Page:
Gelineau-Vinci

Comparing Scars

Christine Gelineau

for my son, on his leaving home

You took the exit that left my abdomen
smiling wryly as the Mona Lisa. I know
what she’s thinking. Life leaves its mark.

At twelve, that accident left
your leg cored out to bone, the surgeon
plucking gravel from the periosteum

while I held your eyes in mine and you
wrung and bundled the phalanges
of my hand like talismanic sticks.

I never thought to ask, as the intern finally asked,
Couldn’t he have morphine? To each life
its agonies.

At the age you are now, I was motherless,
buoyant with the luck of my abandonment,
fingering the scars of my own choices.

Your scars are all your own now.
I take comfort where I can:
the rain, and how the lawn’s emptied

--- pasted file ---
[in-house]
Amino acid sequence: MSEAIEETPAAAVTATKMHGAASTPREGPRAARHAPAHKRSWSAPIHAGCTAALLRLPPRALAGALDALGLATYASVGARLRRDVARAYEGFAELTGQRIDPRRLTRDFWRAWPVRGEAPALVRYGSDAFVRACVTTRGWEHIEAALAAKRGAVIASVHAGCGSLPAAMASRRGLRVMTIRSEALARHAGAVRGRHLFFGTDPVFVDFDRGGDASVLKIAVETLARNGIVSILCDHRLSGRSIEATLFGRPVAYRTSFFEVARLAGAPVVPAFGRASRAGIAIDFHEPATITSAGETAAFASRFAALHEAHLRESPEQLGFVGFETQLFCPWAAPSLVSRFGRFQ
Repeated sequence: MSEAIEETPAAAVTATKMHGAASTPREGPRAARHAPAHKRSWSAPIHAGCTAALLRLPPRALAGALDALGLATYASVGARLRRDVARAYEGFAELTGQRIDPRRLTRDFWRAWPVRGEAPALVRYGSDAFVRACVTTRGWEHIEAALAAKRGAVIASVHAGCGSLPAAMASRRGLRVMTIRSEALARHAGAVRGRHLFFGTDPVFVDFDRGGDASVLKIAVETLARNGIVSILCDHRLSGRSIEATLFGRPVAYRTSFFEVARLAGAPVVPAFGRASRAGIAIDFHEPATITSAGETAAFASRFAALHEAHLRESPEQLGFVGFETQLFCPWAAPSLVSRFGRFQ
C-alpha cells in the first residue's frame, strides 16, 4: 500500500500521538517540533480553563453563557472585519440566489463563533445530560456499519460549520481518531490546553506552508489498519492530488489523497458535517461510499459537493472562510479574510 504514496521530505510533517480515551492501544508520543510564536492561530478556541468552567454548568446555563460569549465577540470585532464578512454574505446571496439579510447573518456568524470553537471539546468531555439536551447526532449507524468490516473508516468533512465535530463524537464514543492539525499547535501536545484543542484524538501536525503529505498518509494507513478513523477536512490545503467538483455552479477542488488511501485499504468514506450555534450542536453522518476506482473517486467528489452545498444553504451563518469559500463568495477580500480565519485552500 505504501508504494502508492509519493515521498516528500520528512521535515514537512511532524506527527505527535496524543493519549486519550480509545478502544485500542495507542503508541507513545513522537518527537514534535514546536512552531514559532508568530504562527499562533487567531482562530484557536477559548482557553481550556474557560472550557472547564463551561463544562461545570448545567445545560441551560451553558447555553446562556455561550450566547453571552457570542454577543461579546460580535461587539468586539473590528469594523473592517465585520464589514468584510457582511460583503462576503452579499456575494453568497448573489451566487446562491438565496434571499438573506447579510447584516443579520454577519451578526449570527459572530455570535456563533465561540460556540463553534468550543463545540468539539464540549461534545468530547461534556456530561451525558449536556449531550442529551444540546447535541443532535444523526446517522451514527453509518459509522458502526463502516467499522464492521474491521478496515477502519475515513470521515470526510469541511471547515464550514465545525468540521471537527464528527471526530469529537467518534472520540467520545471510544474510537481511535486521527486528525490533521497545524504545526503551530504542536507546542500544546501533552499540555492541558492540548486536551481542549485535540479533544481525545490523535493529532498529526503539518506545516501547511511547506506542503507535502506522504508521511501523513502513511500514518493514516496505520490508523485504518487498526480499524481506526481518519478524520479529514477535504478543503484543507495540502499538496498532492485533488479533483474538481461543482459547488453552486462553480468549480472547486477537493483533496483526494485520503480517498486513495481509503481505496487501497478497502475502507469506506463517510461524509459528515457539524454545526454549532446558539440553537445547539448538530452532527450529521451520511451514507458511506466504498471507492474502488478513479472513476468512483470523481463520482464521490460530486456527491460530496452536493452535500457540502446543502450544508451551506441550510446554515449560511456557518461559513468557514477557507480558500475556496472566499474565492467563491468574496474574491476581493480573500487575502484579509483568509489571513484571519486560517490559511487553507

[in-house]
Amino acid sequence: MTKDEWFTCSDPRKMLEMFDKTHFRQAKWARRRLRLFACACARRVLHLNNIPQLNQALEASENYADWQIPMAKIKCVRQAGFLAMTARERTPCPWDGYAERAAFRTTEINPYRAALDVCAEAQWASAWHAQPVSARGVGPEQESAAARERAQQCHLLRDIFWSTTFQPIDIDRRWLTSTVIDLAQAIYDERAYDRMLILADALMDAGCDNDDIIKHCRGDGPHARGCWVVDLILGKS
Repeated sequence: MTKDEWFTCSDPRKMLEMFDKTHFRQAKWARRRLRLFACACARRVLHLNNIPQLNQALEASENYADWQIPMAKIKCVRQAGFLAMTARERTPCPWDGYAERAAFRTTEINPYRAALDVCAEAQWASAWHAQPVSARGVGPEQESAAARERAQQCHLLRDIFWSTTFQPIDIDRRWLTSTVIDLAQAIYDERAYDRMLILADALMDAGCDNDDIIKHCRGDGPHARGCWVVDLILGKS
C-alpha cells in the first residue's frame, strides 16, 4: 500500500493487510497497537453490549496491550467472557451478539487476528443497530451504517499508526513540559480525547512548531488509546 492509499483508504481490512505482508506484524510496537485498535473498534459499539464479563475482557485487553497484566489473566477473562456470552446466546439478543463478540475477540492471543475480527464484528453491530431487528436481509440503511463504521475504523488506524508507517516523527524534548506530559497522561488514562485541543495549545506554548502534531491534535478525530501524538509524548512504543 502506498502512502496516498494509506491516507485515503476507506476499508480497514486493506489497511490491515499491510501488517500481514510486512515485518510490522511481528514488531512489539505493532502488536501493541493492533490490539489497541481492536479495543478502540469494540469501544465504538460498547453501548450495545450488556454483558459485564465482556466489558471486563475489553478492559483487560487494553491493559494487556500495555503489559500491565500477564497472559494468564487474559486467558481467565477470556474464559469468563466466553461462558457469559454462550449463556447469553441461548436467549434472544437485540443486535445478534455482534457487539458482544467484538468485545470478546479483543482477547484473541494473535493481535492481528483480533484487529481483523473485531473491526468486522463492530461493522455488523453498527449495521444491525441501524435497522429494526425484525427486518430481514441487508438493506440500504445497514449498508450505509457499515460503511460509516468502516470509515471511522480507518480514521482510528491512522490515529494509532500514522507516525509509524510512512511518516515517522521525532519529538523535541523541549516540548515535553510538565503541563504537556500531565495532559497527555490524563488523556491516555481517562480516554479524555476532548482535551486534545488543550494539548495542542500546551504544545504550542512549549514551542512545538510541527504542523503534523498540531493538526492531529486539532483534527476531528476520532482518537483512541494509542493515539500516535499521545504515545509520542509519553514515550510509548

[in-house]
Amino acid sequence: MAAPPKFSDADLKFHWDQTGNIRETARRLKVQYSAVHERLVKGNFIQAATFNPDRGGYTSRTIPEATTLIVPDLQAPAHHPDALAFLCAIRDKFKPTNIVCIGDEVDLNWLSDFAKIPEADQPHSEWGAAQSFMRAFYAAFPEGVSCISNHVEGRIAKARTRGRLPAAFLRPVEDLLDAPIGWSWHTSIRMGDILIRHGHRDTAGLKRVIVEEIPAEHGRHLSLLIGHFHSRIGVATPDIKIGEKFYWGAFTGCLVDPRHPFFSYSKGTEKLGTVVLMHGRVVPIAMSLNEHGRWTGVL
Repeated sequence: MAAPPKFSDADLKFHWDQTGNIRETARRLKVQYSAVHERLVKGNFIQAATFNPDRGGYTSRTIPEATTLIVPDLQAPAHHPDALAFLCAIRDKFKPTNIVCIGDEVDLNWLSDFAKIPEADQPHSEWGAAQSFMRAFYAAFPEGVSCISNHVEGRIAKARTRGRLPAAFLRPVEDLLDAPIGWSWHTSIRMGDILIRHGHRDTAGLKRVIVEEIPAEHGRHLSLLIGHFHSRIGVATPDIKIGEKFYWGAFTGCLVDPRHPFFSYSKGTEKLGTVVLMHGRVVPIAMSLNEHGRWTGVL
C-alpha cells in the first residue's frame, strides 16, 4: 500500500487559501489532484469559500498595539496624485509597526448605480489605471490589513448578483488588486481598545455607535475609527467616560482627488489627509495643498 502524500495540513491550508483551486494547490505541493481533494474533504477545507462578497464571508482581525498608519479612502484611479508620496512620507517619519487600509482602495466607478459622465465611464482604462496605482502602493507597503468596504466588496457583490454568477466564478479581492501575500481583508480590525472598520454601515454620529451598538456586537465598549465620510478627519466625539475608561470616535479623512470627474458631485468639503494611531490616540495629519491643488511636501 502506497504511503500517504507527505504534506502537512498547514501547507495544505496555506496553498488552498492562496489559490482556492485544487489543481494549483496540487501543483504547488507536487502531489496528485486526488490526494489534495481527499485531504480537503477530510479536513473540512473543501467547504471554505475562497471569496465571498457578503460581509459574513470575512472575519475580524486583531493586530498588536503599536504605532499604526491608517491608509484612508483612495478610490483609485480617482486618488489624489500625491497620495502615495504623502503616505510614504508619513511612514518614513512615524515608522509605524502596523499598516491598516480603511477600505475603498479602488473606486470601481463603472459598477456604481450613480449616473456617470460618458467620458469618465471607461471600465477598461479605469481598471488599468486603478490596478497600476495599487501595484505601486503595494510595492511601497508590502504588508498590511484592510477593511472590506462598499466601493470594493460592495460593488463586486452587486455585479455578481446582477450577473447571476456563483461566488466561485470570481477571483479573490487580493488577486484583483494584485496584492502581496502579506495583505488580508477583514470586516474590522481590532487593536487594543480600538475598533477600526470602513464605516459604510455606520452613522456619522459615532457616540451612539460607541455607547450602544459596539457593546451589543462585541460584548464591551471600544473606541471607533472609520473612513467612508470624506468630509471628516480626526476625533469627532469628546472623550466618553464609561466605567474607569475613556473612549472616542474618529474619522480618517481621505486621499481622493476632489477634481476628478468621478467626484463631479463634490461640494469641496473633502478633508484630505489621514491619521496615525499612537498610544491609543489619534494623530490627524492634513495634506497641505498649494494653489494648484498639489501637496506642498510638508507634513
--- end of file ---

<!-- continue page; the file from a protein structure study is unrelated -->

expanse erupts in parasols
of fungus, the earth’s unforgotten
memory of forest.

Christine Gelineau’s poems have appeared in Green Mountains Review, American Literary Review, Seneca Review, The American Voice, Kalliope, The Beloit Poetry Journal, The Paterson Literary Review, Kansas Quarterly, The Florida Review, and other journals. She also has published a chapbook, North American Song (FootHills Publishing, 2001). Gelineau lives on a farm in upstate New York and teaches at Binghamton University where she is Assistant Director of the Creative Writing Program and Coordinator of the Reader’s Series.